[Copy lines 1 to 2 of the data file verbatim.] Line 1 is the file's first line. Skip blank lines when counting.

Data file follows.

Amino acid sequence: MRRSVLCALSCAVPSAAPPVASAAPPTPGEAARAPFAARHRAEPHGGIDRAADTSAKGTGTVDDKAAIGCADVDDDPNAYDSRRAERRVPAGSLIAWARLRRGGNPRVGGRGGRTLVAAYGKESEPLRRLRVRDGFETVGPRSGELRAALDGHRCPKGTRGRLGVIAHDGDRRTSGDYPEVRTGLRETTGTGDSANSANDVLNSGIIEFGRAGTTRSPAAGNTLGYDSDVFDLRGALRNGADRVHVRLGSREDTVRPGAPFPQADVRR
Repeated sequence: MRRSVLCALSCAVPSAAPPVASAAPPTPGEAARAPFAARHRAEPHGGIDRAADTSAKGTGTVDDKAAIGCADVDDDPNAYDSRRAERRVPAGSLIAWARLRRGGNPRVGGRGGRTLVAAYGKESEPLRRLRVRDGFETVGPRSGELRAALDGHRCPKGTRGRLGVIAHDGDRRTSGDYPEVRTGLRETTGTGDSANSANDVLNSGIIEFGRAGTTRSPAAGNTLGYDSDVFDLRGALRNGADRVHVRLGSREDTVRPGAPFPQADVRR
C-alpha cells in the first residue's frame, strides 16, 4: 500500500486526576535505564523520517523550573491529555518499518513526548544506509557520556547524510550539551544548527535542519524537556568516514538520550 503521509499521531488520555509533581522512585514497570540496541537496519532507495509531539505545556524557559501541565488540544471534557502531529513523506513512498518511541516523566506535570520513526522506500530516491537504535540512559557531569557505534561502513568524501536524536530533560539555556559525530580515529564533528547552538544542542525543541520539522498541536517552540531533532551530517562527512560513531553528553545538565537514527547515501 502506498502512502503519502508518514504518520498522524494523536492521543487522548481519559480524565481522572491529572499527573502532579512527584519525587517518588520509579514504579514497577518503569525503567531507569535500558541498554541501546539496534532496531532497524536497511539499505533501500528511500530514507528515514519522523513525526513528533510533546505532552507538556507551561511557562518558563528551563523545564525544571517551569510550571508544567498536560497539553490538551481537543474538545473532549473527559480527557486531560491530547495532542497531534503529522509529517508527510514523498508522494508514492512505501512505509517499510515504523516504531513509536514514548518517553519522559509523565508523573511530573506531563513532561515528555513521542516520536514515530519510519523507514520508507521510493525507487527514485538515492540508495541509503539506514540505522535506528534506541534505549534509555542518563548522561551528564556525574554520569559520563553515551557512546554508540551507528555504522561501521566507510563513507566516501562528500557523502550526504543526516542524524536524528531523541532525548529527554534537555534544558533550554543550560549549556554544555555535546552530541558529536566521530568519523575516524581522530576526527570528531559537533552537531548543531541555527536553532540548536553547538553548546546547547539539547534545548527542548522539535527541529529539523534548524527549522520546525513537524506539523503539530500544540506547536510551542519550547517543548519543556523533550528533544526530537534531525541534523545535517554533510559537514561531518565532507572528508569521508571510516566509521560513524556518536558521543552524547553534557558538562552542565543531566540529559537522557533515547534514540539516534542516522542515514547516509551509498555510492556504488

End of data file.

Amino acid sequence: MRRSVLCALSCAVPSAAPPVASAAPPTPGEAARAPFAARHRAEPHGGIDRAADTSAKGTGTVDDKAAIGCADVDDDPNAYDSRRAERRVPAGSLIAWARLRRGGNPRVGGRGGRTLVAAYGKESEPLRRLRVRDGFETVGPRSGELRAALDGHRCPKGTRGRLGVIAHDGDRRTSGDYPEVRTGLRETTGTGDSANSANDVLNSGIIEFGRAGTTRSPAAGNTLGYDSDVFDLRGALRNGADRVHVRLGSREDTVRPGAPFPQADVRR
Repeated sequence: MRRSVLCALSCAVPSAAPPVASAAPPTPGEAARAPFAARHRAEPHGGIDRAADTSAKGTGTVDDKAAIGCADVDDDPNAYDSRRAERRVPAGSLIAWARLRRGGNPRVGGRGGRTLVAAYGKESEPLRRLRVRDGFETVGPRSGELRAALDGHRCPKGTRGRLGVIAHDGDRRTSGDYPEVRTGLRETTGTGDSANSANDVLNSGIIEFGRAGTTRSPAAGNTLGYDSDVFDLRGALRNGADRVHVRLGSREDTVRPGAPFPQADVRR